Fix: The Audio Service is not running

The Audio Service is not running is a warning message from Windows which indicates that the service responsible for delivering sound is stopped and cannot be started automatically.

Many Windows users have experienced and continue to be affected by a certain issue where the Sound icon in their taskbar – the one that opens a little volume slider when clicked on – gets a little red X on its bottom-right side. When a Windows user affected by this issue places their mouse pointer over the Sound icon (which is basically just an icon depicting a speaker) in their taskbar, they see a message that states:

The Audio Service is not running

This issue is most common in Windows 7, one of the most successful iterations of the Windows Operating System to have ever been created, but there is nothing standing in the way of this problem occasionally affecting other versions of the Windows OS. Almost all of the Windows users who are affected by this issue are able to successfully play audio on their computer through any and all connected speakers/headphones even though there is a red X on the Sound icon in their taskbar and their computer’s audio service – known as the Windows Audio service – is not running.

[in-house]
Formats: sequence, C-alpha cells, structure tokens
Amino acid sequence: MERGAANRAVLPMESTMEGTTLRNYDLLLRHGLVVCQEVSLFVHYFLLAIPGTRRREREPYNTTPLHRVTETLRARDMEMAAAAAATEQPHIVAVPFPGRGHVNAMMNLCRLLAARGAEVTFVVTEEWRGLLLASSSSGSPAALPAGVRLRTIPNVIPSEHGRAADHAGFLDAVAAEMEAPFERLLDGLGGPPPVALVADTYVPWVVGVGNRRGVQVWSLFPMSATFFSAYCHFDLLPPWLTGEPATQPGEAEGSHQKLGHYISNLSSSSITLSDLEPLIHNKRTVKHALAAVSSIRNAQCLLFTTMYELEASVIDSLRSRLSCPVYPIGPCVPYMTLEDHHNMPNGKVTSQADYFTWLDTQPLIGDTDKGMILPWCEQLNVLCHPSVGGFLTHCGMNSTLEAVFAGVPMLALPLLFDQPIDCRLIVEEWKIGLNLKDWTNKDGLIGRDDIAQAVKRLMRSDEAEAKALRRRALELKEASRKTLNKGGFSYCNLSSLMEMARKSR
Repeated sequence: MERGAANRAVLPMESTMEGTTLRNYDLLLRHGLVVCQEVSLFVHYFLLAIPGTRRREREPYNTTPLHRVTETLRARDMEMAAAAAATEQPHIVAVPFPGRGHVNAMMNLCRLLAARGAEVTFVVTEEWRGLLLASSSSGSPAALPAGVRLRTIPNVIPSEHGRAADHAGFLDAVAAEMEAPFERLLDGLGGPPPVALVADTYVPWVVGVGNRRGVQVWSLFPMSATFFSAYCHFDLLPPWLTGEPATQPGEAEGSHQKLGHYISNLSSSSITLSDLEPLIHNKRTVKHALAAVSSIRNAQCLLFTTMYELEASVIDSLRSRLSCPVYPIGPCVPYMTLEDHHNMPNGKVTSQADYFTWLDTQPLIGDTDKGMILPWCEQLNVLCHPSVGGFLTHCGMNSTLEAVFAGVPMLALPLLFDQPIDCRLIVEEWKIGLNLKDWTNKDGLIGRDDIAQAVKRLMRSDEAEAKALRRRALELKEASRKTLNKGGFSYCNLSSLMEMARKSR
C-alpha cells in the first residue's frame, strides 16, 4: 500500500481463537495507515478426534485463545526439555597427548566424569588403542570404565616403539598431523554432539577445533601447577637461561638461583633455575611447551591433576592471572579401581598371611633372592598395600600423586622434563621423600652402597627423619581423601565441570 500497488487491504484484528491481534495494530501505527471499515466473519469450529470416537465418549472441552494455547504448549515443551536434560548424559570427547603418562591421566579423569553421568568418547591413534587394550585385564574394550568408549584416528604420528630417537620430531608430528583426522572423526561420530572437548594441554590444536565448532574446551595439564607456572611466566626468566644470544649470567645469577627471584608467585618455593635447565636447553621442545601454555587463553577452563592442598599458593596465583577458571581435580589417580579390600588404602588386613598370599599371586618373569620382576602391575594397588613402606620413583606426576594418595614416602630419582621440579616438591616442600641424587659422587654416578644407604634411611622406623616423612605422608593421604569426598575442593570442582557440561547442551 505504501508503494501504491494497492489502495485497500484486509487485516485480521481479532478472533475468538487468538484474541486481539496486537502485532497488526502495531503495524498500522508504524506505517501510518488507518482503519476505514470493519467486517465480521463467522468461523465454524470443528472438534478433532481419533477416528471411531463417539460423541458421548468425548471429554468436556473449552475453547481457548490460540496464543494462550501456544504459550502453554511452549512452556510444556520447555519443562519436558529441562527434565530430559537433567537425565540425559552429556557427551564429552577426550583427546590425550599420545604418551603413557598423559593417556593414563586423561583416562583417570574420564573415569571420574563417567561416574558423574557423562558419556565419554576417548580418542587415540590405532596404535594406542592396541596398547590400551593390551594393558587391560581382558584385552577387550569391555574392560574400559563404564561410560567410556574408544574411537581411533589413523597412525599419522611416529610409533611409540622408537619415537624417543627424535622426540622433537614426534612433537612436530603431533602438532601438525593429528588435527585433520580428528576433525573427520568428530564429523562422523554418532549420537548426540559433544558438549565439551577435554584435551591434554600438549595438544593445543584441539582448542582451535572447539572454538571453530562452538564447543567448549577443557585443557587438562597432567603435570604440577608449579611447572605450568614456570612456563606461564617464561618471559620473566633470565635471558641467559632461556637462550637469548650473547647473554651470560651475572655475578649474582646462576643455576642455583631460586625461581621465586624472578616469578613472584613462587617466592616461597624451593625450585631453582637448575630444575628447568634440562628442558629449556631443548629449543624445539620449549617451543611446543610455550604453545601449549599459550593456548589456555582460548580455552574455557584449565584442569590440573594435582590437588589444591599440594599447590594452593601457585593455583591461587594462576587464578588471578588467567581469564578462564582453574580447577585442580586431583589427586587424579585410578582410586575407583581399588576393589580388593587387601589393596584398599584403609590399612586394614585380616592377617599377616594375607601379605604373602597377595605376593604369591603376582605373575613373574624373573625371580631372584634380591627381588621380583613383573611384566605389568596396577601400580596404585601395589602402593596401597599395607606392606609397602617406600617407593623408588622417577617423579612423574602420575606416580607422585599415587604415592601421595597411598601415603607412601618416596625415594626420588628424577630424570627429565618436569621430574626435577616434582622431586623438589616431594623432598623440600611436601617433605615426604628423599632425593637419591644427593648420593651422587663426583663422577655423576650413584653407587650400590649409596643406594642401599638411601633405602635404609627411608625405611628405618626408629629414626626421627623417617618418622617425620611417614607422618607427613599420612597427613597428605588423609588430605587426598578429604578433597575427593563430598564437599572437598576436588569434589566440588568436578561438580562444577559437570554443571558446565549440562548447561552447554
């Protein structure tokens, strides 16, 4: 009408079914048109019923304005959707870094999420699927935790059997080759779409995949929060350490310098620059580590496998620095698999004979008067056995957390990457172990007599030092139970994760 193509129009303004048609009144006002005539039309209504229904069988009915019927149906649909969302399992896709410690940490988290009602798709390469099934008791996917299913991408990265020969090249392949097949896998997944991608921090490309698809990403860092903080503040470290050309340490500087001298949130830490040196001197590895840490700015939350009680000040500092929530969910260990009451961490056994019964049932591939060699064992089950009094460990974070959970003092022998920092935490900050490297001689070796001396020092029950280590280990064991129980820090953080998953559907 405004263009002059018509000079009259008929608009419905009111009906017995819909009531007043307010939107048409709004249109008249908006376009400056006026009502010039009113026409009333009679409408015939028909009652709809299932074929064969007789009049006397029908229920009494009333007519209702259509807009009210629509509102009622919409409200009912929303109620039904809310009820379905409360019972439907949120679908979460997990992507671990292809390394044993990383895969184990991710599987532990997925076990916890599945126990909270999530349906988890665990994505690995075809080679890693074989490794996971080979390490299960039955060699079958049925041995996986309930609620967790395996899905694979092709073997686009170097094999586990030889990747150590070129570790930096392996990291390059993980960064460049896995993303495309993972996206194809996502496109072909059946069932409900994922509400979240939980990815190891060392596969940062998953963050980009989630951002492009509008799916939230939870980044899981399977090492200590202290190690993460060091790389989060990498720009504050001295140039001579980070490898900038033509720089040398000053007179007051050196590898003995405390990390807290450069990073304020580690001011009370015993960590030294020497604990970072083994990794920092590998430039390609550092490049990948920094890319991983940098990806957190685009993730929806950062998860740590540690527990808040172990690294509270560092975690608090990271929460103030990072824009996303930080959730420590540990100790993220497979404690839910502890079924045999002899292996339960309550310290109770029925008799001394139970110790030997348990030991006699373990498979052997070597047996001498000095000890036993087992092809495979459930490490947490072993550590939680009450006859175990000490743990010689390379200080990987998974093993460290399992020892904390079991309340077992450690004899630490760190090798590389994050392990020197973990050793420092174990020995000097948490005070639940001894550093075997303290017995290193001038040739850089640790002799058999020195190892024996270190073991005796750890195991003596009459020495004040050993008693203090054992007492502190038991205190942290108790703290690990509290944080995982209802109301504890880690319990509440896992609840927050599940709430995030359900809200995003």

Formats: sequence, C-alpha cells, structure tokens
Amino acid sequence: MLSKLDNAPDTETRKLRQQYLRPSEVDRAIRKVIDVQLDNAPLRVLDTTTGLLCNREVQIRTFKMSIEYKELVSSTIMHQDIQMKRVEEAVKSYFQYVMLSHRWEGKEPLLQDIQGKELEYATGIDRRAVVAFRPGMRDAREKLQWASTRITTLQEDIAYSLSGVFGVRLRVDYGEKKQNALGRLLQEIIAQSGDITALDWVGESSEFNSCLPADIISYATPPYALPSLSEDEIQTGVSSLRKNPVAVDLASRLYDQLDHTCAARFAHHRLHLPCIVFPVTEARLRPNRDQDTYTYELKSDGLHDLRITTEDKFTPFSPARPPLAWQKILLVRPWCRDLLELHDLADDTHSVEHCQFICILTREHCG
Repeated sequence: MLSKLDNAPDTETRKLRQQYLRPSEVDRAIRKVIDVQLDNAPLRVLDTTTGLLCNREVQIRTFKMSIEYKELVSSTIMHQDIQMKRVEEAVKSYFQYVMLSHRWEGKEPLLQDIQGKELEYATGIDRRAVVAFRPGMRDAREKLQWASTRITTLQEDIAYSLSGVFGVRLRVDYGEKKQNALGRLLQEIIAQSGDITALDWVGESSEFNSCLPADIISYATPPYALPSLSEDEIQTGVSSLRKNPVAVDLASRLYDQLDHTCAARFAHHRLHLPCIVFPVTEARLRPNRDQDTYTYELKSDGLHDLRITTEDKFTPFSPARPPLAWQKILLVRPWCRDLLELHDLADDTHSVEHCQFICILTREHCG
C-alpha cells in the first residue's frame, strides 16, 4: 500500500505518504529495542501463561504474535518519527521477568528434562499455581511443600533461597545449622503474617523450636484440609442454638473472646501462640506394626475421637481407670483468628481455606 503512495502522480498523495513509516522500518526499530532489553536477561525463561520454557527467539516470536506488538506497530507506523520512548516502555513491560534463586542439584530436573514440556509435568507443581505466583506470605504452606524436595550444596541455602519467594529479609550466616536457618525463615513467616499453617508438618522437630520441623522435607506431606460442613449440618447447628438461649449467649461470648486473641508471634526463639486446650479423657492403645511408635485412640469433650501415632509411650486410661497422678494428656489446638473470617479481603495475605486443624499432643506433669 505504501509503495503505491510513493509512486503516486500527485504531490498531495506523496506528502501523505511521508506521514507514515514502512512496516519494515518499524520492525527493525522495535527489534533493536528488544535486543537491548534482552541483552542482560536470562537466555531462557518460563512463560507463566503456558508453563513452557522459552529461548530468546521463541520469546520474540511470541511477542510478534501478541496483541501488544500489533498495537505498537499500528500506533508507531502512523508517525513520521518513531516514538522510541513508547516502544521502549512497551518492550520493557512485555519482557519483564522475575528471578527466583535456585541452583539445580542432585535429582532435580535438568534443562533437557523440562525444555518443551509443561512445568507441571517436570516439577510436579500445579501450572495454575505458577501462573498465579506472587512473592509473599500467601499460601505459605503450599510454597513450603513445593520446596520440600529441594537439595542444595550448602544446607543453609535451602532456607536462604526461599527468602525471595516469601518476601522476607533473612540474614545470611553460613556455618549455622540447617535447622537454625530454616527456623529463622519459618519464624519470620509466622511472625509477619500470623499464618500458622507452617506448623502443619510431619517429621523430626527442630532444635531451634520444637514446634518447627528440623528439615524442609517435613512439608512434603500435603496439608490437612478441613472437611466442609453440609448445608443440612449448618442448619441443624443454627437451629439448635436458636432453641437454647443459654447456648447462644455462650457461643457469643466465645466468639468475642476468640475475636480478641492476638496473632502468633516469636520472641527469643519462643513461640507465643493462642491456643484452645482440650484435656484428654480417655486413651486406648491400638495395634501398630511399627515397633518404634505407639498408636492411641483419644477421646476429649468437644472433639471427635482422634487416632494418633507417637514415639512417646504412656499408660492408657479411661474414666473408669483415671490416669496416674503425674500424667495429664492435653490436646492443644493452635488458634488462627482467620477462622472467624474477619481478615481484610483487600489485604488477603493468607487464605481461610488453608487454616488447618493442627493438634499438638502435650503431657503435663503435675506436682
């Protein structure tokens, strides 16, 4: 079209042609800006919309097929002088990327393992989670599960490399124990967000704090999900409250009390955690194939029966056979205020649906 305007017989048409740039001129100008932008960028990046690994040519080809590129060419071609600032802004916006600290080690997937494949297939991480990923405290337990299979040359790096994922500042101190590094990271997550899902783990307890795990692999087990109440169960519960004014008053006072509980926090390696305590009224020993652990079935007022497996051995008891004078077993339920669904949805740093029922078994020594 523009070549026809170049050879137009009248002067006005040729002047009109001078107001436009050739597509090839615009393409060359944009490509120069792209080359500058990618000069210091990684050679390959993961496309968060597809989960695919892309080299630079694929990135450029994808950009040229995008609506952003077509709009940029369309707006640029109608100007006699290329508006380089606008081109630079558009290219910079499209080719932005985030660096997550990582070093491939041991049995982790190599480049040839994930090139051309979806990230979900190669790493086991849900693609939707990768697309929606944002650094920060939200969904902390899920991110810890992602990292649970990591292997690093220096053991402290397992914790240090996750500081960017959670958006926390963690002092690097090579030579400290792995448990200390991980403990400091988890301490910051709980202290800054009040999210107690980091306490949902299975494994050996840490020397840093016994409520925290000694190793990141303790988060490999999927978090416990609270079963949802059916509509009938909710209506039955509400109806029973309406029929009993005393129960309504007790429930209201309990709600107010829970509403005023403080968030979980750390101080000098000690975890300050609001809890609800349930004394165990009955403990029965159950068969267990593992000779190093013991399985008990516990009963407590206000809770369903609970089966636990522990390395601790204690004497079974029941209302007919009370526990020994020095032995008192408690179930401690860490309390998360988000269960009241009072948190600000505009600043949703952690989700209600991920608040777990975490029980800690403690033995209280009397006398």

The root of this problem, in almost all cases, is the Windows Audio service – or one or more of its dependencies (services that need to be running in order for it to run) – either stopping spontaneously for some reason or failing to start automatically when you initially boot your computer up. Many users affected by this problem are able to alleviate it by simply restarting their computer. However, that isn’t a concrete solution to this problem and having to restart your computer every time you encounter this issue on your computer is inconvenient to say the least. Thankfully, though, there exist more permanent ways to fix this problem and get rid of the “The Audio Service is not running” message, and the following are two of the most effective ones: